Personal Injury

Can I Sue for Assault While the Criminal Case is Ongoing?

By David Berg, Attorney
A look at the interplay between civil and criminal assault procedures, and when you can (and should) file a lawsuit against your assailant.

If someone assaults you, it's almost certainly going to be considered a crime, and chances are the assailant is going to get charged with a criminal offense, especially if you're cooperative with law enforcement. But, if you've been injured as a result of an assault, you likely also have the option of filing a civil case (specifically, a personal injury lawsuit) against your assailant. In this article, we'll cover the interplay of these two legal processes, with an emphasis on timing.

Criminal Versus Civil Assault

There are important differences between a criminal case and a civil case. In a criminal case, if the assailant is convicted, he or she could be imprisoned, and may also have to pay a fine and restitution. But the fine would be paid to the government, and restitution would most likely cover only your medical bills, not your non-economic losses such as pain and suffering stemming from the incident.

In contrast, in a civil case, you would be able to sue the assailant for the full extent of your losses, including past and future lost earnings and pain and suffering. Learn for about assault and battery as crimes and as intentional torts.

When Should You File a Civil Case?

While you can sue for assault while the criminal case is ongoing, the better question is whether you should. In general, it is better to wait until the criminal case is resolved before filing a civil lawsuit for assault. Let’s talk about why this is so.

Testimony Considerations

The most important reason is that, in a criminal case, the Fifth Amendment to the United States Constitution gives any person the absolute right to decline to answer questions about a case where the answers might incriminate him/her. So, if your assailant’s criminal case is ongoing, and you sue civilly, you would not be able to get the defendant to answer any questions about how the assault occurred. You could send interrogatories or subpoena the defendant to a deposition, but he/she would simply plead the Fifth and refuse to answer any questions about how the assault occurred.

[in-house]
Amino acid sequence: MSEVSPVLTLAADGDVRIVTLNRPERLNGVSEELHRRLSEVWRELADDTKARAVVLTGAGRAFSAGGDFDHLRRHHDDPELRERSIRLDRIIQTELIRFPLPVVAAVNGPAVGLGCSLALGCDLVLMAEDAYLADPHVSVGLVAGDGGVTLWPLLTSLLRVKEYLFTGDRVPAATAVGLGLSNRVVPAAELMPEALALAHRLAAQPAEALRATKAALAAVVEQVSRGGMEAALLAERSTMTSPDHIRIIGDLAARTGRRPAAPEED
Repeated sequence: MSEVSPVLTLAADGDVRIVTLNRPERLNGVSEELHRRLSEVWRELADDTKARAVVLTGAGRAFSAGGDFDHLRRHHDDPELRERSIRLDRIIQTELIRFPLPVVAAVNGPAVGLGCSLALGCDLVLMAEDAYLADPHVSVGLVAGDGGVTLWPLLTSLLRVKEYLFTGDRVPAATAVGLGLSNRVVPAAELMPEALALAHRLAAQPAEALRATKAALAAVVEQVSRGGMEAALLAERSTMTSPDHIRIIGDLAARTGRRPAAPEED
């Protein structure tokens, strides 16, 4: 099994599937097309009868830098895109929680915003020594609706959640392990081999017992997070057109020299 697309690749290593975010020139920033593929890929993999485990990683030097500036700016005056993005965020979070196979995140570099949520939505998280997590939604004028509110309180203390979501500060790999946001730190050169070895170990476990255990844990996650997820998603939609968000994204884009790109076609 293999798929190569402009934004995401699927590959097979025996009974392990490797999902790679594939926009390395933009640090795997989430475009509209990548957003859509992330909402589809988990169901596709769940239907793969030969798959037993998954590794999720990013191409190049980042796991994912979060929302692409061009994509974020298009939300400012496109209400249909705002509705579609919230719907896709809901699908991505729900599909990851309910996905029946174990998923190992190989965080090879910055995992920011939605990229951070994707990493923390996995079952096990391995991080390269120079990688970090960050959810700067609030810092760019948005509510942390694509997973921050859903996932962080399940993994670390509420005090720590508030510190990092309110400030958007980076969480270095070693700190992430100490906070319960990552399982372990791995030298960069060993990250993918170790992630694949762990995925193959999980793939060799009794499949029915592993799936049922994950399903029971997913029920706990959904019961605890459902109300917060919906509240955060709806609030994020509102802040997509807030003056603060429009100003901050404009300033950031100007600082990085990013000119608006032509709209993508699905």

That doesn’t help you in your civil case. In any personal injury lawsuit (and in any civil case), the plaintiff wants to find out what the defendant’s version of events is, and what the defendant says happened. And you wouldn’t be able to do that in your civil lawsuit until the criminal case is over.

But worse than that, the defendant might have the right to depose you. That means that the defendant could use the civil case to get you to testify under oath about how the assault occurred, before the criminal trial. This is significant because criminal defendants can’t always take the deposition of the victim before the criminal trial (absent any parallel civil proceedings).

So, if you file a civil lawsuit against your assailant, there is a reasonable chance that the defendant could depose you and use your testimony from the civil deposition to prepare for the criminal trial. You absolutely do not want that to happen. You don’t want to give your assailant any advantages whatsoever in the criminal trial.

Wait for the Conviction (or the Plea Deal)

Another important reason why you should wait until the criminal trial is over before filing a civil lawsuit is to see what happens in the criminal trial. If the defendant is convicted of assault in the criminal trial, in many states, you can use the fact of that conviction in a civil case. This is sometimes called filing a motion for partial summary judgment as to liability. If such a motion is granted, then the only issue you will need to address in the civil case is your damages. You would not need to relitigate the issue of liability, since it's essentially be established via the criminal conviction.

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